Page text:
Thursday, February 26, 2009

If I give her the wool, will she make me one too?

You can’t materially change a man. But can you prod, push and plead for him to alter his ways?

And does that ever work?

For women who love fashion but find themselves chained to men who wear jean shorts (or “jorts” as Heidi calls them), white socks, sneakers and oversized t-shirts, can a Queer Eye-styled intervention from the girlfriend save the relationship? And for men who think Sundays were made for football and their nature-loving Sunday-hiking partners, can they find a compromise?

The severely romantic shudder at the thought, and proudly claim it’s unfair to change someone you love. And other women will tell you, change your guy and you’ll make him resentful or even worse, weak. But is there some common ground here? Instead of trying to change someone, can you make some subtle adjustments to make him the man of your dreams?

And is it fair to ask?

When I was younger, I dated a guy who was sweet, funny, kind and ready to marry a month into the relationship. Me, I wasn’t so sure. In hindsight, I was way too young to consider anything of the kind. But there were other problems too.

Although he was nice, respectful, a lot of the qualities we look for, we were wildly incompatible in every other area. We didn’t have any of the same long-range goals, other than to be together. To be happy. Not that those are bad things. But when you find yourself at odds on everything else, it’s often time to look for some kind of a change. For me, that’s always meant moving on. For other women I know, of heartier stock, they’ll sometimes stick it out- with often devastating consequences.

One woman who “made” her man stick to a strict regimen of non-fast food eventually found a cache of cupcakes in the closet and a stash of wadded up Big Boy bags in the glove compartment of his truck. Another friend who enlisted her fiancĂ© to go running found him crashed at a marathon checkpoint. Both women insist that now their guys have really changed, and it was their delicate prodding that made all of the (apparently appreciated) difference.

But I have to wonder, given my profound belief that you cannot change another person, does subtle encouragement ever really work on your partner?

And even if it does, is the reward really worth the effort?

Graffiti often found at rest areas and truck stops everywhere:

My mother made me a ________ (misogynist, homosexual, psycho).
See the title of this blog for a response.

Monday, February 16, 2009

How About a Break-Up Top?

Cheryl, answering a random call while we shopped at Macy’s: “I can’t talk now. We’re buying interview pants. Click.”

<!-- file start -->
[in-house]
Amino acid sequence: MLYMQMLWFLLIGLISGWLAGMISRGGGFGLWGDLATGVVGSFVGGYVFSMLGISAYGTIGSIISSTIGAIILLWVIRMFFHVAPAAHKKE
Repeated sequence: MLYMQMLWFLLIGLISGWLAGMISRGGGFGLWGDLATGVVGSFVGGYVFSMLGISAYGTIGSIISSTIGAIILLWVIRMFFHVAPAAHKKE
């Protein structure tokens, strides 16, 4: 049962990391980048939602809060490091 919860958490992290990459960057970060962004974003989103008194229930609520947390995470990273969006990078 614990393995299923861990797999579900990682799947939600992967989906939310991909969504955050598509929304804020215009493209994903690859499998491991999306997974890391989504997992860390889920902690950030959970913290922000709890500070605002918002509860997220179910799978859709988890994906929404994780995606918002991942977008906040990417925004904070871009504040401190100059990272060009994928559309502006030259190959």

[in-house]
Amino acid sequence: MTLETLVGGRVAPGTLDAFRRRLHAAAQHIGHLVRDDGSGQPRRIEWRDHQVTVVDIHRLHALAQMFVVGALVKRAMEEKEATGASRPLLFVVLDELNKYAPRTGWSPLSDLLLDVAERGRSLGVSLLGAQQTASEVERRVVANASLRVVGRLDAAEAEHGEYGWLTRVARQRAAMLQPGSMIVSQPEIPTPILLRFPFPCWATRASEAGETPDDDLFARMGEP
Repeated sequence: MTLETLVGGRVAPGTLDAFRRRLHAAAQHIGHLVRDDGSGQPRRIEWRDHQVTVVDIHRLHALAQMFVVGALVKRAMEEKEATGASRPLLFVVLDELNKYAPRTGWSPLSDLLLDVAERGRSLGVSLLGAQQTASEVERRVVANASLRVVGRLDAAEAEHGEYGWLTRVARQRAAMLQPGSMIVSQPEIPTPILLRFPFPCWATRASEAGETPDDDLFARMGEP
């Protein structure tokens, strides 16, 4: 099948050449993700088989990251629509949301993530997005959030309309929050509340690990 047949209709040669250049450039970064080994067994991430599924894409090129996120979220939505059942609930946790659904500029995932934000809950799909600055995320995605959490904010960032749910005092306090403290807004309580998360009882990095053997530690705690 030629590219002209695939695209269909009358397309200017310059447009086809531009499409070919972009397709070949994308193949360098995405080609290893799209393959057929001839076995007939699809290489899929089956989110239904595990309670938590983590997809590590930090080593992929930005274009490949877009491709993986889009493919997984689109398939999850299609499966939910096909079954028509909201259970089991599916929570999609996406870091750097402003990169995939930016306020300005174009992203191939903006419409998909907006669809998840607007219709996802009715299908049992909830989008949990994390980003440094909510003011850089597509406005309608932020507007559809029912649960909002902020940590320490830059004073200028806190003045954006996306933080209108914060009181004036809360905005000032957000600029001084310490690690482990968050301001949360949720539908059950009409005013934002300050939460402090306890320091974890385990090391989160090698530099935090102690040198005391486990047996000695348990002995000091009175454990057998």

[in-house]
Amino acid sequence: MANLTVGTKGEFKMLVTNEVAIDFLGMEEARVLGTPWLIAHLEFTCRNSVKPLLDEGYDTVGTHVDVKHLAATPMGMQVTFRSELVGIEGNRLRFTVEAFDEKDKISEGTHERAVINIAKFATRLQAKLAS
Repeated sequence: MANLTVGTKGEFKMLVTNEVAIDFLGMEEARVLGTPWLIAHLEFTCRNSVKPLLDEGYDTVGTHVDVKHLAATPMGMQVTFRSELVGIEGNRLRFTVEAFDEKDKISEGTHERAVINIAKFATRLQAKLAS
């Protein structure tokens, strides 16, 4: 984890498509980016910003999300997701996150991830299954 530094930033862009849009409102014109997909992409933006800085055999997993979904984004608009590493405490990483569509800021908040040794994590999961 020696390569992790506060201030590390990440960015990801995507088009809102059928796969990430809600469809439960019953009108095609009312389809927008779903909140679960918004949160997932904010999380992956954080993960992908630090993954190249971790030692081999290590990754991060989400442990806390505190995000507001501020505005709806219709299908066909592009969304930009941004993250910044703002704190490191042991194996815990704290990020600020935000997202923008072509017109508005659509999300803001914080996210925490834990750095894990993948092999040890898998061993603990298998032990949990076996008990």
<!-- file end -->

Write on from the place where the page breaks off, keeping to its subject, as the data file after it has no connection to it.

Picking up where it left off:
march madness

ESPN’s crawl during college b-ball games makes me crazy. It distracts so much from the game, I can barely concentrate on what’s happening. But it occurred to me, it might be a good idea for me to develop my own news stream. That way, when I’m talking to someone, I can start spouting current news and events to keep things lively.

Instead of focusing on the issue at hand, my unending litany of complaints about non-paying deadbeat clients or my latest last-ditch attempt to crash diet (if I eat only fruit and vegetables all day, do Girl Scout cookies still count against me?), listeners can instead look at the latest headlines: “Jermaine O’Neal Traded to Miami, D-Wade Ecstatic.” “Stoudemire House-Hunting in Chicago?”

The headlines, bold and honest, could rotate above my head while I’m talking, so friends could still pretend to make eye contact, nodding in agreement at my long-winded tales. It wouldn’t take much effort to convince them to look up there; today they can barely stop texting, answering calls or reviewing email to listen to me anyway.

I remember a world without cell phones.

Thursday, February 5, 2009

the prospect

Deep blue seas wash over the polished wood of the deck. Squinting, I turn my head to avoid the blinding glare of the sun. He turns to me, shouting something about the mainsail. I shrug, yawning from the remains of a nap, and slowly sip my icy drink, contemplating a swim. He laughs and calls my name. Again and again I hear my name and smiling sweetly, I-

“Lisa? I was asking where you see yourself in 10 years?” The recruiter smiles at me, puzzled, and I wonder how long I’ve been away.

Thud. Back to reality.

Is there any way to skip the interview process and just get right to work?